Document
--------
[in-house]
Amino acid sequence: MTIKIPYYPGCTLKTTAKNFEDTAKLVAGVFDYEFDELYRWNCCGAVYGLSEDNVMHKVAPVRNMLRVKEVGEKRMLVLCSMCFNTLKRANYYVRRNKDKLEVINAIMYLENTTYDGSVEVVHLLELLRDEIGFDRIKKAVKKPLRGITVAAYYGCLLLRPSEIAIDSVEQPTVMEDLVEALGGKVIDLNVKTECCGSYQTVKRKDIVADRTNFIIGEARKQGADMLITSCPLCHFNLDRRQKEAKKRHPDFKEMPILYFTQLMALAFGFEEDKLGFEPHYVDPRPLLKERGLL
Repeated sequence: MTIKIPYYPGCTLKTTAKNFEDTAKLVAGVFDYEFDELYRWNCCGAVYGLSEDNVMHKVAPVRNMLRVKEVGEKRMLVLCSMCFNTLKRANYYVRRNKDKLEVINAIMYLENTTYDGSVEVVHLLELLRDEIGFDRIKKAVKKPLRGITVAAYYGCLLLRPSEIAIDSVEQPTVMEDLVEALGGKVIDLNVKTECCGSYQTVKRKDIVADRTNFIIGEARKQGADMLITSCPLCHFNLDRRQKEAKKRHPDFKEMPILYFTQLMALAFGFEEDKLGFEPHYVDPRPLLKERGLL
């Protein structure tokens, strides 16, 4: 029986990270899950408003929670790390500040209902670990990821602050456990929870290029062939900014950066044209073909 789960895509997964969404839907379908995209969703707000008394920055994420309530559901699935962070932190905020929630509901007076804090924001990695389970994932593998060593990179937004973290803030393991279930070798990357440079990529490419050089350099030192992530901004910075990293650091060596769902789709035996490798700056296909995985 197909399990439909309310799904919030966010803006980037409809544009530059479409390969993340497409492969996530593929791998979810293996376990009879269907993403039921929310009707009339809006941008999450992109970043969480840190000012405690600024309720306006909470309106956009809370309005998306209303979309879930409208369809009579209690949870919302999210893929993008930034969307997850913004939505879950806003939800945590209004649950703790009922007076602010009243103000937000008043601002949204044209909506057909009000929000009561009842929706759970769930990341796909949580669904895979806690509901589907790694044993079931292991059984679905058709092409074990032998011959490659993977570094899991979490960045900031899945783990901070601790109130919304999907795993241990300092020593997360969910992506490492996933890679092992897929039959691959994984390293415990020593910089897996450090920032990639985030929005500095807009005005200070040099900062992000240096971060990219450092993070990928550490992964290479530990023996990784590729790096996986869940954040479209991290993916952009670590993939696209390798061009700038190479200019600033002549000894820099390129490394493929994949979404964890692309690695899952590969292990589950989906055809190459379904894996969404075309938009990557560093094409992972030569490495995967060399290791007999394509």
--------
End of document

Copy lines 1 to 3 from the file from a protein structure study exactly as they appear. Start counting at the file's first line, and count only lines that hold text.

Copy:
[in-house]
Amino acid sequence: MTIKIPYYPGCTLKTTAKNFEDTAKLVAGVFDYEFDELYRWNCCGAVYGLSEDNVMHKVAPVRNMLRVKEVGEKRMLVLCSMCFNTLKRANYYVRRNKDKLEVINAIMYLENTTYDGSVEVVHLLELLRDEIGFDRIKKAVKKPLRGITVAAYYGCLLLRPSEIAIDSVEQPTVMEDLVEALGGKVIDLNVKTECCGSYQTVKRKDIVADRTNFIIGEARKQGADMLITSCPLCHFNLDRRQKEAKKRHPDFKEMPILYFTQLMALAFGFEEDKLGFEPHYVDPRPLLKERGLL
Repeated sequence: MTIKIPYYPGCTLKTTAKNFEDTAKLVAGVFDYEFDELYRWNCCGAVYGLSEDNVMHKVAPVRNMLRVKEVGEKRMLVLCSMCFNTLKRANYYVRRNKDKLEVINAIMYLENTTYDGSVEVVHLLELLRDEIGFDRIKKAVKKPLRGITVAAYYGCLLLRPSEIAIDSVEQPTVMEDLVEALGGKVIDLNVKTECCGSYQTVKRKDIVADRTNFIIGEARKQGADMLITSCPLCHFNLDRRQKEAKKRHPDFKEMPILYFTQLMALAFGFEEDKLGFEPHYVDPRPLLKERGLL